Pears are the super fruit of Asia and around the world. They have been called the “gift of the gods” and were presented as a delicacy at some points in history. They are rich in Vitamins C and K, and hold powerful nutrients and minerals. They are known to have healing attributes for many ailments, especially coughs, colds and flus.
According to Cheryl Murphy, “Pears add approximately 3 grams of water, non-soluble fiber to the diet. The fiber binds to unwanted toxins and bacterium in the colon and leads the way out of the body, reducing the onset of heart disease, cancer and Type-2 Diabetes. Pears reduce cholesterol due to the fiber involved.
“The pear works as an anti-inflammatory in the respiratory system. The pear helps maintain moisture in the lungs. Pears, due to their sour properties, help eliminate phlegm. In Traditional Chinese Medicine, when the lungs take in dry, pathogenic factors, then the intestines, plus other areas of the body, get involved. The pear is a cooling food that prevents lung damage and adds moisture to the lungs and prevents bacteria.
“Colds and coughs usually find their way into the body from August through April when humidity levels drop in the air. A cold or cough within the body is usually the body’s way of saying that it needs to rid excess toxins, waste and bacteria overgrowth. Over 66 million Americans catch colds per year and catching a cold in the Fall usually signifies the lungs are being challenged. If a cough is present, the body is trying to release unwanted toxins to cleanse itself. There is usually an energy imbalance or stagnation, according to Traditional Chinese Medicine. It is better to harmonize with the body than to fight it. You can help the body to bring harmony and balance on its own, and speed the recovery process, with diet and natural remedies. Adding pears to the diet, especially in the Fall, can boost immunity, release toxins and deliver all that is needed to keep colds and coughs away.”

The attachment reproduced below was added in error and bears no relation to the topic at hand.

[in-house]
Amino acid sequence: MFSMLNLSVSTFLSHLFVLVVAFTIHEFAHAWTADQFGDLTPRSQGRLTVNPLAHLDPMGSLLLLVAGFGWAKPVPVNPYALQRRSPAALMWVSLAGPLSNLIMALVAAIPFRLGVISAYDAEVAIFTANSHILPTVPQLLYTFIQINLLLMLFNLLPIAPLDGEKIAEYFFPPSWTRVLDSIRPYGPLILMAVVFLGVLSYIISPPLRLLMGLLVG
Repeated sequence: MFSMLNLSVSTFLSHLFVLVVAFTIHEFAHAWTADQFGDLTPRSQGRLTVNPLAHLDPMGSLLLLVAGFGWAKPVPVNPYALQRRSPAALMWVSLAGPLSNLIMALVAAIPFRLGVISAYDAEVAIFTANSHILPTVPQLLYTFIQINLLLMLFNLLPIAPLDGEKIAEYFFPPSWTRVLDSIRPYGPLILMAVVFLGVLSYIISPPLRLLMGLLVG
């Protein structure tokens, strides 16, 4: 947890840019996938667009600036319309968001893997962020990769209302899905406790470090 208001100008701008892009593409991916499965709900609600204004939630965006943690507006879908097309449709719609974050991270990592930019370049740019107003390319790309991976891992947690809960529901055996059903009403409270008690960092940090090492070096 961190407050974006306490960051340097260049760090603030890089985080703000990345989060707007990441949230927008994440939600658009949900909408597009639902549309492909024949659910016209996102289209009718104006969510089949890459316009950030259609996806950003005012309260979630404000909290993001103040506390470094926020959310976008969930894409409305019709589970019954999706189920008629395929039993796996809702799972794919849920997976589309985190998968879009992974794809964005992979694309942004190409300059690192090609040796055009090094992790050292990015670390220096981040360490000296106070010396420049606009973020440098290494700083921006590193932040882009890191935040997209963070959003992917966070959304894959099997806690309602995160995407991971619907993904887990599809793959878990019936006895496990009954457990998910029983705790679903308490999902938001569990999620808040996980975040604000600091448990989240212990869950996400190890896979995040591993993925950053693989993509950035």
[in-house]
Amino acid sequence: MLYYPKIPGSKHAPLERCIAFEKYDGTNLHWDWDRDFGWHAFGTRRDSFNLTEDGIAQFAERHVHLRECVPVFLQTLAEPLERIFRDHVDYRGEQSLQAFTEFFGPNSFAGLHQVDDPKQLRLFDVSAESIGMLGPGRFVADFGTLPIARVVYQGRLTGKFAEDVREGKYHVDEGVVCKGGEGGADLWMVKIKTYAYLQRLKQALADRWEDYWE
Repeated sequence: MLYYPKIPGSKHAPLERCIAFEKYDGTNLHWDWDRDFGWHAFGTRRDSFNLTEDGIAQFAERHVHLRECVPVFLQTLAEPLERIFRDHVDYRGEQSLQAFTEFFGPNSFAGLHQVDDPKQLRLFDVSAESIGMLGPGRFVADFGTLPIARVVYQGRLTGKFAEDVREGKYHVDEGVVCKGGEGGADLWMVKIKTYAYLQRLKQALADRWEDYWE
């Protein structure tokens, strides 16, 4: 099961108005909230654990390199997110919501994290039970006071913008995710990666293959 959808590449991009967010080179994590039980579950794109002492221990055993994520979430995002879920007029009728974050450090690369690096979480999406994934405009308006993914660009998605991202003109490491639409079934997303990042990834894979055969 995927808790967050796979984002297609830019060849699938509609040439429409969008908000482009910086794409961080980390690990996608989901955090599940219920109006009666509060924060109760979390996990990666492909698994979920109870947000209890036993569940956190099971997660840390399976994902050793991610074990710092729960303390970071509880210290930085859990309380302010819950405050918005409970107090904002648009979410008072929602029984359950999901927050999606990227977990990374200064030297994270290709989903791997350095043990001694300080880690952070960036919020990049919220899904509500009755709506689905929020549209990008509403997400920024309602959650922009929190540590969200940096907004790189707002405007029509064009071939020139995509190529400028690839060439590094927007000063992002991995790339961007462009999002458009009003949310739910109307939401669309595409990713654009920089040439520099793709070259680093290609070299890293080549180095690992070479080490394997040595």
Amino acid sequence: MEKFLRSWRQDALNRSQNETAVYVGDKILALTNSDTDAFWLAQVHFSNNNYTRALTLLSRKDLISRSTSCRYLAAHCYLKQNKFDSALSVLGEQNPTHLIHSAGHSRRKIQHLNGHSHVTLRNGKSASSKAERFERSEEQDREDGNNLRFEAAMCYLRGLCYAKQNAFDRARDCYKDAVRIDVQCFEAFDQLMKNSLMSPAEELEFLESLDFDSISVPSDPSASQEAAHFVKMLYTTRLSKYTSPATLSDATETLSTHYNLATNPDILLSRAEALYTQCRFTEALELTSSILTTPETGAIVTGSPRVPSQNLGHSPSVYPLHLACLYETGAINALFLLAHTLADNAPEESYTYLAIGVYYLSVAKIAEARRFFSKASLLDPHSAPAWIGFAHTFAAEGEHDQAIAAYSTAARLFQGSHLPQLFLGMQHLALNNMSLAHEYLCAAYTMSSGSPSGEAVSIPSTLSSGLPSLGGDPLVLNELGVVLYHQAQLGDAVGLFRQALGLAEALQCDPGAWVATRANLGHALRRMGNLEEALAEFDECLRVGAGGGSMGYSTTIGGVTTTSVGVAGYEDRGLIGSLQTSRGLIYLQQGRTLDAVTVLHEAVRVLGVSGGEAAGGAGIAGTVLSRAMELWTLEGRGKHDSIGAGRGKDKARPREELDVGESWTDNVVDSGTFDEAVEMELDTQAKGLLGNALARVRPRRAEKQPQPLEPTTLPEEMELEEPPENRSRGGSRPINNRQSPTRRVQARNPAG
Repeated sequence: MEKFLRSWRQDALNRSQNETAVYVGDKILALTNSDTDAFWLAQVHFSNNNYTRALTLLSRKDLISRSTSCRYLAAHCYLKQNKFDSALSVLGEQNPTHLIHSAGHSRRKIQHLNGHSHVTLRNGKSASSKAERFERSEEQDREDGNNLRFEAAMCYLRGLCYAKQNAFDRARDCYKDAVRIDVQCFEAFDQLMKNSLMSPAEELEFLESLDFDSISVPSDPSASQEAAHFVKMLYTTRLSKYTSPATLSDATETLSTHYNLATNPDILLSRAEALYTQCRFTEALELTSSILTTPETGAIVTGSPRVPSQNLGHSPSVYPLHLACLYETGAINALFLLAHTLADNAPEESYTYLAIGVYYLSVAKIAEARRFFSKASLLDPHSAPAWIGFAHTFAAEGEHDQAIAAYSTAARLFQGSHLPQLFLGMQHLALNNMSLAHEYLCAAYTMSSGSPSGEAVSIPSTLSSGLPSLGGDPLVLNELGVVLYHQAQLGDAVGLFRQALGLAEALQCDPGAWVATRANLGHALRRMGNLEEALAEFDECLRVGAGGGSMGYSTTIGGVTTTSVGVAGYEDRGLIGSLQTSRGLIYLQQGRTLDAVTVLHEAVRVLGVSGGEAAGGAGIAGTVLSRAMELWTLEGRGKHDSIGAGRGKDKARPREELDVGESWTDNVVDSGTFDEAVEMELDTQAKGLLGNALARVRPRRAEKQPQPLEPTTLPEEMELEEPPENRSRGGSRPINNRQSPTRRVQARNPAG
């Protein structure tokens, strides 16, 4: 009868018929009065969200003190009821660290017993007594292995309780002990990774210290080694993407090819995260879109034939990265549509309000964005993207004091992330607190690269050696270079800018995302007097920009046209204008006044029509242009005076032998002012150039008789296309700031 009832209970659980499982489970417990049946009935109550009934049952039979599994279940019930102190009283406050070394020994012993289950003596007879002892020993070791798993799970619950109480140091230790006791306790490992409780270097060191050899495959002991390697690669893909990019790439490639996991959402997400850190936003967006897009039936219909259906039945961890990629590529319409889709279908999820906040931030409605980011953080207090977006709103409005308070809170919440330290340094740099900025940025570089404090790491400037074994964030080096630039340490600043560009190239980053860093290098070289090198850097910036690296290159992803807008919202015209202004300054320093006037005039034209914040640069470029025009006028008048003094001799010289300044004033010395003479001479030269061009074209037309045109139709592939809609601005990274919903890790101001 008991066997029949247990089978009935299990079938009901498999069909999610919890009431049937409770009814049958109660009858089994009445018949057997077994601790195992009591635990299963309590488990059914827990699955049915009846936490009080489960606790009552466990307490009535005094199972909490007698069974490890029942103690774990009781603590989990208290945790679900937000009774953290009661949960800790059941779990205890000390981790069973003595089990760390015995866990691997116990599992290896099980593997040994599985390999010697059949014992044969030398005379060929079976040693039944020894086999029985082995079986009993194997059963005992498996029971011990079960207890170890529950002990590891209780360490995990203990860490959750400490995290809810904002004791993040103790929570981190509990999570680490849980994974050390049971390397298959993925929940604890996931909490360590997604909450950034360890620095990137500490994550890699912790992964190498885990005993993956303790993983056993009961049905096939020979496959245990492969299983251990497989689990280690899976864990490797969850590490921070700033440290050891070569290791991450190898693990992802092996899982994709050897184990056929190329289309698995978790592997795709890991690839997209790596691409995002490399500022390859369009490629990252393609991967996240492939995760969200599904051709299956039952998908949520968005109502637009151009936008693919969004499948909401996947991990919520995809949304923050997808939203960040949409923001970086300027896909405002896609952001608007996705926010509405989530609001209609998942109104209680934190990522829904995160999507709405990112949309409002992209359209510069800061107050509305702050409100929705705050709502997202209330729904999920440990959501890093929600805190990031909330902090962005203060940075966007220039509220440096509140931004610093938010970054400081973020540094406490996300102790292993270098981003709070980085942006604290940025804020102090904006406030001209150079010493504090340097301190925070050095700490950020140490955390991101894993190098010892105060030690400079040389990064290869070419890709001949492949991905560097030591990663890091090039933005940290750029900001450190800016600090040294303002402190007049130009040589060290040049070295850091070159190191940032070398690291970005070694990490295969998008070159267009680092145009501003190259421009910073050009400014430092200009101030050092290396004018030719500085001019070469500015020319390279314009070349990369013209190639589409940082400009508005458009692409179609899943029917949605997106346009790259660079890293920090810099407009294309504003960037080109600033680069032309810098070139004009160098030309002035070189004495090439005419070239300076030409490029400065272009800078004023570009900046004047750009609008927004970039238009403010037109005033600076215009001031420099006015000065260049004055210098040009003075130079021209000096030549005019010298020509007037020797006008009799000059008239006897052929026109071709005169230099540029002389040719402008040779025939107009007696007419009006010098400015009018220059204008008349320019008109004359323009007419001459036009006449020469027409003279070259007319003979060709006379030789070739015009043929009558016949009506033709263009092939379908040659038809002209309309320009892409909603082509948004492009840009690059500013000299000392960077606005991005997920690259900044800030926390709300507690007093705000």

Here are some easy recipes that you can enjoy this season and boost your immune system in the process!
Pears hold precious cooling compounds to energize the lungs, keeping the area moist and free of bacteria.
Stewed Sweet Pears
2 pears, peeled and sliced 4 cups water
1 tablespoon honey
Boil the pears and honey in water for about 30 minutes. Drink while hot.
EASY PEAR SAUCE
Pear Sauce is easy to make and is delicious served plain. It is also great as a topping for pancakes, waffles, and toast (for a real treat, spread the toast with almond butter under the pear sauce and top with blueberries). Try spooning it over ice cream for desert.
This recipe yields about 4 cups.
8-10 pears; peeled, cored, and cut into 1-inch pieces (I use Bartlett)
1/4 cup water
2 teaspoons fresh lemon juice
1 teaspoon ground cinnamon
1/2 teaspoon ground ginger
1/2 teaspoon vanilla extract
1. Combine pears, water, lemon juice, cinnamon, ginger, and vanilla in a large saucepan. Bring to a boil over high heat. Reduce heat to medium-low and simmer, stirring occasionally, until pears have softened, about 25-30 minutes.
2. Use an immersion blender to process the pear sauce until smooth. If you prefer a chunky pear sauce, mash with a potato masher. You can also transfer the cooked pear mixture to a food processor or blender to process, just make sure the pear sauce has cooled down.
3. Once the pear sauce has cooled down, pour into glass or plastic containers. Cover and store in the refrigerator. The pear sauce will keep in the fridge for one week. You can also freeze or can the pear sauce.
Here’s one from Chef Nick Stellino that’s a little more elegant, but still uncomplicated.
PEARS IN RED WINE SAUCE – Pere al Vino Rosso
4 large pears, peeled and cored
2 cups red wine
1 cup sugar
Cut a small slice from the bottom of each of the pears so they will stand up straight in the saucepan without falling over. In a saucepan large enough to hold the pears, bring the wine and sugar to a boil over medium-high heat, stirring well. Once the mixture reaches a boil, cook for 3 more minutes.
Take the pan off the heat and gently place the pears, standing up, into the saucepan, being careful not to splash yourself with the hot wine-and-sugar mixture.
Place the pan back on the stove and cook the pears over medium-low heat—15 to 20 minutes for a firm texture or 30 to 40 minutes for a softer texture—braising the pears with the wine-and-sugar mixture every 5 minutes.
Turn off the heat and let the pears stand in the wine sauce until they reach room temperature. Use a slotted spoon to transfer each of the pears to a dessert dish, and top with plenty of the wine sauce.
CHEF’S NOTE: For an elegant presentation, serve the pears with sweet whipped cream or whipped mascarpone cheese, and top with toasted chopped pistachio nuts.